There are three common technologies used in solar panels, all of which are based on the common element silicon, which makes up a large proportion of the earth.
Monocrystalline cells are made from a thin slice or wafer cut from a single large crystal of silicon. The cells are then doped and the fine current collecting wires printed on or in the surface of the cell.
Generally monocrystalline cells have the highest efficiency, but this comes at a price. This type of cell takes more energy to make than any other, and so has a greater energy payback period, though this is usually still within five years. A number of manufacturers make monocrystalline panels, including BP Solar and Sharp Solar.
Polycrystalline cells are made from thin wafers of silicon cut from a large cast billet. The billet is not a large single crystal, but many crystals clumped together, hence the name.
Polycrystalline cells are usually slightly less efficient than moncrystalline cells, but because they are square, can be fitted into the rectangular frame of a solar panel with high space efficiency, although polycrystalline panels are still slightly larger than monocrystalline panels of the same rating. Polycrystalline cells must also have current collecting grids printed onto them. Kyocera panels use this cell technology, as do many other panels.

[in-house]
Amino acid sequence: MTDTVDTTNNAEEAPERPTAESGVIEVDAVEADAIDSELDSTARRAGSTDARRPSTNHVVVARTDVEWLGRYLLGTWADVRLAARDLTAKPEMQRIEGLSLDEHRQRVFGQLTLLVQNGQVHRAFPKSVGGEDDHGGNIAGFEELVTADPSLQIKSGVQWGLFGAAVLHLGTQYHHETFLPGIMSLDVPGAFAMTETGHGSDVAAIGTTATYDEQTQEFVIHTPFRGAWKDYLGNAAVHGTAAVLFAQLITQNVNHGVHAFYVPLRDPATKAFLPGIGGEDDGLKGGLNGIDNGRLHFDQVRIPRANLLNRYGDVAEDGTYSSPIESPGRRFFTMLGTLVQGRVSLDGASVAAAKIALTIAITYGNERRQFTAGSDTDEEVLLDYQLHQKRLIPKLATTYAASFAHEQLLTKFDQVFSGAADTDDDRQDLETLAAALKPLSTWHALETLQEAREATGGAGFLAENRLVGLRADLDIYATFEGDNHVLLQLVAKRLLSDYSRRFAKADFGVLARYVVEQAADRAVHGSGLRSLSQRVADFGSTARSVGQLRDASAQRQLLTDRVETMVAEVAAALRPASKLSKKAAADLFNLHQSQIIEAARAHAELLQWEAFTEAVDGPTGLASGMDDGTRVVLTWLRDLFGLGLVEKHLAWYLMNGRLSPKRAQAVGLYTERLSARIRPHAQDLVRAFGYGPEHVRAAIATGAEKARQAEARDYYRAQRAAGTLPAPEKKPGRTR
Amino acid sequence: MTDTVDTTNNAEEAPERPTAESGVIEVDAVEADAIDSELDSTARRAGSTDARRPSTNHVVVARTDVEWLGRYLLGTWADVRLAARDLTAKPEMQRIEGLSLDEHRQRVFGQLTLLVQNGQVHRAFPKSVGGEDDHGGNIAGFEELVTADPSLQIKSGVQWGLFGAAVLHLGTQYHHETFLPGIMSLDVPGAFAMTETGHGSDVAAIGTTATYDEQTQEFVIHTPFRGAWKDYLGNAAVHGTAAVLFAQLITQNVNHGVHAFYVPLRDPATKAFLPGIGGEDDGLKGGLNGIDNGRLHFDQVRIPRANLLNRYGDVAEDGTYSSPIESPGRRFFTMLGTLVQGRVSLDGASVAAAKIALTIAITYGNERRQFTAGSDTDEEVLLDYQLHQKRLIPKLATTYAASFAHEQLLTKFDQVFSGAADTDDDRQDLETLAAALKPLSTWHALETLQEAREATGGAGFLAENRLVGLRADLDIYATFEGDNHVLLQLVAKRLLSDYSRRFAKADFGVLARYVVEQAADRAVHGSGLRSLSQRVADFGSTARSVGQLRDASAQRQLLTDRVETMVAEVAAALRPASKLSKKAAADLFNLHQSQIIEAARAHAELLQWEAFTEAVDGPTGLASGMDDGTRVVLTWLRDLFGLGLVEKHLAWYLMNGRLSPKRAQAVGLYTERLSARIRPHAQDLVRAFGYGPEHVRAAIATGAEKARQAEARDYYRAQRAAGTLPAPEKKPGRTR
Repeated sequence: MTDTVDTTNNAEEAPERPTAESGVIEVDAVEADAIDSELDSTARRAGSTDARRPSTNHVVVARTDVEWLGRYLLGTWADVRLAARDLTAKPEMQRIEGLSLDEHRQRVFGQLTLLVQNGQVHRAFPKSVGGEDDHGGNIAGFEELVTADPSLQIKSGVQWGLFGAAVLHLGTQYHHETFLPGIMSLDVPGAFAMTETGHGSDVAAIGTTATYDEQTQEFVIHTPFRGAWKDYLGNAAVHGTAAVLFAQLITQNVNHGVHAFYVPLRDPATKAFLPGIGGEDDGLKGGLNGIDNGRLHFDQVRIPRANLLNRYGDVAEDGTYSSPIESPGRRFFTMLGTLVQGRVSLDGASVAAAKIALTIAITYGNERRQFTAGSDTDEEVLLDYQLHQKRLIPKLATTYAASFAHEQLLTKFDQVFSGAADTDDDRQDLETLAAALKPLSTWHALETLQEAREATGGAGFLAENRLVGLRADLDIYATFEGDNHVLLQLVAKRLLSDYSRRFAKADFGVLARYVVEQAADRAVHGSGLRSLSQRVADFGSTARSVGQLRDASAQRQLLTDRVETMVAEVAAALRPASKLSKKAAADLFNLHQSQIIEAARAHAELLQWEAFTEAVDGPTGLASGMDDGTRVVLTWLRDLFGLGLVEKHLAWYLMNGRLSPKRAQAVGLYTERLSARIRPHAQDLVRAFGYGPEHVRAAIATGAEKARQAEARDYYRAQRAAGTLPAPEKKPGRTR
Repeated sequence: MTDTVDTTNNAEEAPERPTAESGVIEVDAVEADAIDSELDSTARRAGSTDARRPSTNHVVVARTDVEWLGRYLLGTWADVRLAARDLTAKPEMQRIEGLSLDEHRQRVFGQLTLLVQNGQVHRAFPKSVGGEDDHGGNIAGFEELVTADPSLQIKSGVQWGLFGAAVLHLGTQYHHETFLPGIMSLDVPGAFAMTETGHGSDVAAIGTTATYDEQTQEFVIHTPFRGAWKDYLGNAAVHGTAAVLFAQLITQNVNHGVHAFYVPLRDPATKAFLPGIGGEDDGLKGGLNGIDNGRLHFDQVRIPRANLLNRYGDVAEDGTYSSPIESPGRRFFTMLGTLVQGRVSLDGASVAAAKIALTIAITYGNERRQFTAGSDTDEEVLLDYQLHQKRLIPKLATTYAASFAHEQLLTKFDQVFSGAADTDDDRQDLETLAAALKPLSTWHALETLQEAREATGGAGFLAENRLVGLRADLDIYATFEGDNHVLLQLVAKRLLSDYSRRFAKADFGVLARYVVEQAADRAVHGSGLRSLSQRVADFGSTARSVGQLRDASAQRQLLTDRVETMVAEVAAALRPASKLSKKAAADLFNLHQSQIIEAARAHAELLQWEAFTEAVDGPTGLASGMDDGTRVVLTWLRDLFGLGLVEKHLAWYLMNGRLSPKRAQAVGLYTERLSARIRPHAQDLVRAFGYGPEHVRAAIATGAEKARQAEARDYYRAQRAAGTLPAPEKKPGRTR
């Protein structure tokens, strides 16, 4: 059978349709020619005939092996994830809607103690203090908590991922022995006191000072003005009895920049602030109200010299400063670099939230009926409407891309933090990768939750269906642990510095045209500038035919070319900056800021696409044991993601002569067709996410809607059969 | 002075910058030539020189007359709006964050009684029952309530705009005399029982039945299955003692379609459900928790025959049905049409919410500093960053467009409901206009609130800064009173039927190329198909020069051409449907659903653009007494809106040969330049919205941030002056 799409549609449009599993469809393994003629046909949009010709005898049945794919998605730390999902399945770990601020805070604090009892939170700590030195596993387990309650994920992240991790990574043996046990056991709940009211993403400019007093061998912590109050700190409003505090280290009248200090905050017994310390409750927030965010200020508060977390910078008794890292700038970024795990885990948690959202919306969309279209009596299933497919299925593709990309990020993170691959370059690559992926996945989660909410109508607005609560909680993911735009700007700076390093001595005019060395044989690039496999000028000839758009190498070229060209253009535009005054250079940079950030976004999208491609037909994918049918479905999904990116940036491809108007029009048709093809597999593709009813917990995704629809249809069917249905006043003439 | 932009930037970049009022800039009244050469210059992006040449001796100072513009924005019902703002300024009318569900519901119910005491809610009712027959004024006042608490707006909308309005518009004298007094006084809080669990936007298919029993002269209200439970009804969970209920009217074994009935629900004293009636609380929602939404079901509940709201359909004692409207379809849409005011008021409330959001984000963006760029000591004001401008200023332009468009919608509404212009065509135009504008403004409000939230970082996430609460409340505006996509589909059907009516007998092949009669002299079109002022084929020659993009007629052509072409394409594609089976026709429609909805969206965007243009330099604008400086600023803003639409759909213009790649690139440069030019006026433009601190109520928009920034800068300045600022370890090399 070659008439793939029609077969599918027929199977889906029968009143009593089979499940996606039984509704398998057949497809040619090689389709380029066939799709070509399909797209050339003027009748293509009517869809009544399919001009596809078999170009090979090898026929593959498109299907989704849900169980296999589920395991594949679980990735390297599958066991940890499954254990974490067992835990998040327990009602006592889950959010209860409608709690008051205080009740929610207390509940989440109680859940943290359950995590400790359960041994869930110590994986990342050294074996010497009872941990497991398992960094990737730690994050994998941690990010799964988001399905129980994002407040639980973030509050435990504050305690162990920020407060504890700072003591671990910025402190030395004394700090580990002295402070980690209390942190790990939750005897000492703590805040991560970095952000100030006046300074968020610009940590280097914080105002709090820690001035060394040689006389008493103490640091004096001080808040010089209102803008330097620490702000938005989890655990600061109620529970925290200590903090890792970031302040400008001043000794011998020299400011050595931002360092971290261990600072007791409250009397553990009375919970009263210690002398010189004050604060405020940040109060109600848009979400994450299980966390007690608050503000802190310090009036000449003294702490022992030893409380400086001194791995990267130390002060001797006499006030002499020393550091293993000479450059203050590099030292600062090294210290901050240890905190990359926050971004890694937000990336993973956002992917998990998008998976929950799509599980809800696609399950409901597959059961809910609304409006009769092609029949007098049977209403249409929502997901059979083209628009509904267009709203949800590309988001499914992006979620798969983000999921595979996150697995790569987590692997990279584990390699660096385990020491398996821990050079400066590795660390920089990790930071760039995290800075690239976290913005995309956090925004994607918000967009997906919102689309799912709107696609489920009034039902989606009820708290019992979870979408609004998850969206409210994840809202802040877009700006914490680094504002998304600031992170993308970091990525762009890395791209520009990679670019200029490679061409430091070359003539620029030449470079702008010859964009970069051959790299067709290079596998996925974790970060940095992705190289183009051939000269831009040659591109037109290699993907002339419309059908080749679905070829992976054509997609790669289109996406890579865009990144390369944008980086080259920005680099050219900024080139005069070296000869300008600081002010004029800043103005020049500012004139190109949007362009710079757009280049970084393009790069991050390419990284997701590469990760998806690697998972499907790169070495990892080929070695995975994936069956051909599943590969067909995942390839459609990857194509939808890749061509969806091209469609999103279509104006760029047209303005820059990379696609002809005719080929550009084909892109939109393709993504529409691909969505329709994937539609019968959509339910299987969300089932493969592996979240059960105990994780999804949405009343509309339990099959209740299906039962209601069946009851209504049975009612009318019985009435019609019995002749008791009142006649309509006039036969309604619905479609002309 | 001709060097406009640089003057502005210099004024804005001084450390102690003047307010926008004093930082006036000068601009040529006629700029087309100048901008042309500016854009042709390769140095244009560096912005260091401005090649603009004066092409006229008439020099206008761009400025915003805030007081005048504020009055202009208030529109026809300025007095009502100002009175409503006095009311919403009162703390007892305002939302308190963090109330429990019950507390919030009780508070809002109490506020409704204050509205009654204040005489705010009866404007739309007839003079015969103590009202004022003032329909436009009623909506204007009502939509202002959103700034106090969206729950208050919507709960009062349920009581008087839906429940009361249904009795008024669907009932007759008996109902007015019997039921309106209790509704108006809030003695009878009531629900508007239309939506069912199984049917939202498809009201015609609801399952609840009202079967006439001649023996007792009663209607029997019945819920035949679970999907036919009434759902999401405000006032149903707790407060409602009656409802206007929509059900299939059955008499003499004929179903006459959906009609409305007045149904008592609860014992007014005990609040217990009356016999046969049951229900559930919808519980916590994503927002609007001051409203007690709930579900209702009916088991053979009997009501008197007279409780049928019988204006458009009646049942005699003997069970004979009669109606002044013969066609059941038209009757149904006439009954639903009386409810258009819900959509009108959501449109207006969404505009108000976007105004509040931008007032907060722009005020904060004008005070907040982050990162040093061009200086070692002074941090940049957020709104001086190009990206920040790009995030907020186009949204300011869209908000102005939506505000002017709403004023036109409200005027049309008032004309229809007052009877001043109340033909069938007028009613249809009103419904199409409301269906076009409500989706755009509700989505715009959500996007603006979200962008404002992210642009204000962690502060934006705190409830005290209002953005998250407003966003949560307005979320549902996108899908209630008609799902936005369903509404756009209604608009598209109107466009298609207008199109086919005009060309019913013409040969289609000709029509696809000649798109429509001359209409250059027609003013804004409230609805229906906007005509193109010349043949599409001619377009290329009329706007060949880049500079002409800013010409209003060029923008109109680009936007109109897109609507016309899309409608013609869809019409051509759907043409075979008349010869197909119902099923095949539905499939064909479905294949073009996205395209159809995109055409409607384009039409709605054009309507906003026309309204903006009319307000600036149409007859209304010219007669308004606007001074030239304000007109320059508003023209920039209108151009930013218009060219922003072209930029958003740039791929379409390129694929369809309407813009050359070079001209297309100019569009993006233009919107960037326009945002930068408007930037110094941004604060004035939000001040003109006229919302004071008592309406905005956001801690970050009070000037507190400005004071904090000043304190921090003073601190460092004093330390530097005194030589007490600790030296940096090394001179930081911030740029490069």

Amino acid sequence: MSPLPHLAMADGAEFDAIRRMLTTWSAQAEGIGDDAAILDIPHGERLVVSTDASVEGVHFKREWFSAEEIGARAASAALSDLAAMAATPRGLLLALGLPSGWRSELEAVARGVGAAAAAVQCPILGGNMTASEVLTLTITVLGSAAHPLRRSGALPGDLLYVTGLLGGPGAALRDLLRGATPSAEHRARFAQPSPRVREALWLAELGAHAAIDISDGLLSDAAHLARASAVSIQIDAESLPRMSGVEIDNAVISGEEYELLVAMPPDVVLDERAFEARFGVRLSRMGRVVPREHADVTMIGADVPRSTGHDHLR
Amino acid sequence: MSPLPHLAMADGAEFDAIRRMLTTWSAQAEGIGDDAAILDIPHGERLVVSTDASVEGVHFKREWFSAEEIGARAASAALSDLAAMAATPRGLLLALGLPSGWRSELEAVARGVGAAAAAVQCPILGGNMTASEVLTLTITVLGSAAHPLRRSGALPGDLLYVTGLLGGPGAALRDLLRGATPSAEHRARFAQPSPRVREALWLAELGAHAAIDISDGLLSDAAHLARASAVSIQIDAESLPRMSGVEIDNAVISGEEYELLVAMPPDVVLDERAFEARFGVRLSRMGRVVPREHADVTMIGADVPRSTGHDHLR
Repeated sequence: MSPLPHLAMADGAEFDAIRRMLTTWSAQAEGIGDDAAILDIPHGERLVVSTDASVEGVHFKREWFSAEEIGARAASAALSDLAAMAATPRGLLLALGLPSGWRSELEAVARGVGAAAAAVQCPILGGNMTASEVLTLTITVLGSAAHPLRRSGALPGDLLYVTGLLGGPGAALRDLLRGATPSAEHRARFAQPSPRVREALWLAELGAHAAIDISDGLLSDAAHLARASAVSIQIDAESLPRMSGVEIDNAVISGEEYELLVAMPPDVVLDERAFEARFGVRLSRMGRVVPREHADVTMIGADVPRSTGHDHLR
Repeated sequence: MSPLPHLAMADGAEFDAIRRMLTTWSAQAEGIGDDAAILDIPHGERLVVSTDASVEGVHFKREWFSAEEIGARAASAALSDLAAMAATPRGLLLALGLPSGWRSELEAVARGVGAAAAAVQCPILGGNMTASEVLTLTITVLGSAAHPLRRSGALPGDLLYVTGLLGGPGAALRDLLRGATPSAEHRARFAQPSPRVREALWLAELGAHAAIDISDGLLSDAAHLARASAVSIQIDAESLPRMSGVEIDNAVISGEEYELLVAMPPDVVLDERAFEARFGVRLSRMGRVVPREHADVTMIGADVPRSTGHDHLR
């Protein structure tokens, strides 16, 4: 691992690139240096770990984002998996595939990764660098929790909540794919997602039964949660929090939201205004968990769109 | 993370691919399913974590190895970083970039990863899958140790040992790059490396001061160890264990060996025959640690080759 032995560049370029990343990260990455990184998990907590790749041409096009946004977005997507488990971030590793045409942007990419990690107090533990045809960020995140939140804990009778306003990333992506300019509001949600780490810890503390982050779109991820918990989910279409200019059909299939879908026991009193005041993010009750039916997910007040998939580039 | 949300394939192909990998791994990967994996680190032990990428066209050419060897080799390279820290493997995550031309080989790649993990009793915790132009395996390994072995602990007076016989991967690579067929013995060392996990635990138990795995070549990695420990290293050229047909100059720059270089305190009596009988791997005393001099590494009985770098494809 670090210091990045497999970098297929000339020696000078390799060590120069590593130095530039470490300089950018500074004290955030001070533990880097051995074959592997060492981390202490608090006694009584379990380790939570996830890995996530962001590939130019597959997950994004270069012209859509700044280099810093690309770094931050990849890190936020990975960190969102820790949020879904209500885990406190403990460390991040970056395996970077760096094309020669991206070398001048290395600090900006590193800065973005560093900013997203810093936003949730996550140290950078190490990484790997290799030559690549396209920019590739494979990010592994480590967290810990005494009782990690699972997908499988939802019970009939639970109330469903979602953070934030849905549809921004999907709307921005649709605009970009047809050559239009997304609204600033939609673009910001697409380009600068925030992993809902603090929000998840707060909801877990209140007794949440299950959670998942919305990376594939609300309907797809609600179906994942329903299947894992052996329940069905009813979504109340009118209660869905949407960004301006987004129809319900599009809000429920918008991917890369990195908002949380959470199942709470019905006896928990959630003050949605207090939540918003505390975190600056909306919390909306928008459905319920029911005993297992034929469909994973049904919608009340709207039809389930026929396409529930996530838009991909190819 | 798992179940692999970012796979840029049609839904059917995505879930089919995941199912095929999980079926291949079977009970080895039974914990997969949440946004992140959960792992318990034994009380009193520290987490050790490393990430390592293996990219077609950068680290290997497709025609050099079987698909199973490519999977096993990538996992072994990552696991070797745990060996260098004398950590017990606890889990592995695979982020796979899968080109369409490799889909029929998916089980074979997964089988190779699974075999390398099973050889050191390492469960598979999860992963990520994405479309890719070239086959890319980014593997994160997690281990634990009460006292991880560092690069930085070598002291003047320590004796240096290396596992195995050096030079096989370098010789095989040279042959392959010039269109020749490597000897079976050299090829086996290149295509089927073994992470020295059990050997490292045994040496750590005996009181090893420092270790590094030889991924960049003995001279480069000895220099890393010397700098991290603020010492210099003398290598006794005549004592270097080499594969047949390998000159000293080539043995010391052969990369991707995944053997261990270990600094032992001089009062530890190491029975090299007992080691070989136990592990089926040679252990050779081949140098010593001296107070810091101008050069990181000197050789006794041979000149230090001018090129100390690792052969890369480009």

Amorphous/thin film panels involve deposition of very thin films of silicon or other materials directly onto a substrate such as glass or stainless steel. This technique produces a cell with a lower efficiency than the cut wafer varieties, but has the advantage of eliminating the need for inter-cell connections.
Uni-Solar makes triple junction, nine-layer thin-film amorphous panels with a much higher efficiency than the older types. The layers of silicon are deposited directly onto a stainless steel substrate and are then coated in a flexible plastic protective layer. There are now a number of manufacturers of thin-film panels, including Uni- Solar, Kaneka and Schott Solar.
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